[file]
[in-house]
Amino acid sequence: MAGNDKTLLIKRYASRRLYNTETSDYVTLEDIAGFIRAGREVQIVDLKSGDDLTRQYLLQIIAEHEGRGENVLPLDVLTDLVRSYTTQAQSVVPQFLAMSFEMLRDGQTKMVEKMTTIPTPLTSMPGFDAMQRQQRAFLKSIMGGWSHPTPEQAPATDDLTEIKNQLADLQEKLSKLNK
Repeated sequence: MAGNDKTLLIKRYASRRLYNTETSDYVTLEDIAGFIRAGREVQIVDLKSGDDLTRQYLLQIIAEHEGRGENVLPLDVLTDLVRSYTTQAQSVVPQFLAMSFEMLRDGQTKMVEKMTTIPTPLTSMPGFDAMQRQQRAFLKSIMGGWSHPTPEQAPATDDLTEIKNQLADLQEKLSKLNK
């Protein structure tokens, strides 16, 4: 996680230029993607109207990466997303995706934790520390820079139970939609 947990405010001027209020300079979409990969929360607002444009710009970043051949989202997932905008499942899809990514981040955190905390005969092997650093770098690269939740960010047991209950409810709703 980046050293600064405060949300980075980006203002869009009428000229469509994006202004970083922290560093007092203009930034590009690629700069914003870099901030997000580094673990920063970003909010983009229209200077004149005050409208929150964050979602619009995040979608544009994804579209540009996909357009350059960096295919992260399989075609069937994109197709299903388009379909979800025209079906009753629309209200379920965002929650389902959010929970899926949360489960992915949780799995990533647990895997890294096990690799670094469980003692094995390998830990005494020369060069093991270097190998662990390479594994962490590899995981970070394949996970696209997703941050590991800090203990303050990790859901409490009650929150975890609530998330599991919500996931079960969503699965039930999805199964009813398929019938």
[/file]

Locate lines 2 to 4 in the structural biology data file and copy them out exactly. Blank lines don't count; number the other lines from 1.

Amino acid sequence: MAGNDKTLLIKRYASRRLYNTETSDYVTLEDIAGFIRAGREVQIVDLKSGDDLTRQYLLQIIAEHEGRGENVLPLDVLTDLVRSYTTQAQSVVPQFLAMSFEMLRDGQTKMVEKMTTIPTPLTSMPGFDAMQRQQRAFLKSIMGGWSHPTPEQAPATDDLTEIKNQLADLQEKLSKLNK
Repeated sequence: MAGNDKTLLIKRYASRRLYNTETSDYVTLEDIAGFIRAGREVQIVDLKSGDDLTRQYLLQIIAEHEGRGENVLPLDVLTDLVRSYTTQAQSVVPQFLAMSFEMLRDGQTKMVEKMTTIPTPLTSMPGFDAMQRQQRAFLKSIMGGWSHPTPEQAPATDDLTEIKNQLADLQEKLSKLNK
């Protein structure tokens, strides 16, 4: 996680230029993607109207990466997303995706934790520390820079139970939609 947990405010001027209020300079979409990969929360607002444009710009970043051949989202997932905008499942899809990514981040955190905390005969092997650093770098690269939740960010047991209950409810709703 980046050293600064405060949300980075980006203002869009009428000229469509994006202004970083922290560093007092203009930034590009690629700069914003870099901030997000580094673990920063970003909010983009229209200077004149005050409208929150964050979602619009995040979608544009994804579209540009996909357009350059960096295919992260399989075609069937994109197709299903388009379909979800025209079906009753629309209200379920965002929650389902959010929970899926949360489960992915949780799995990533647990895997890294096990690799670094469980003692094995390998830990005494020369060069093991270097190998662990390479594994962490590899995981970070394949996970696209997703941050590991800090203990303050990790859901409490009650929150975890609530998330599991919500996931079960969503699965039930999805199964009813398929019938």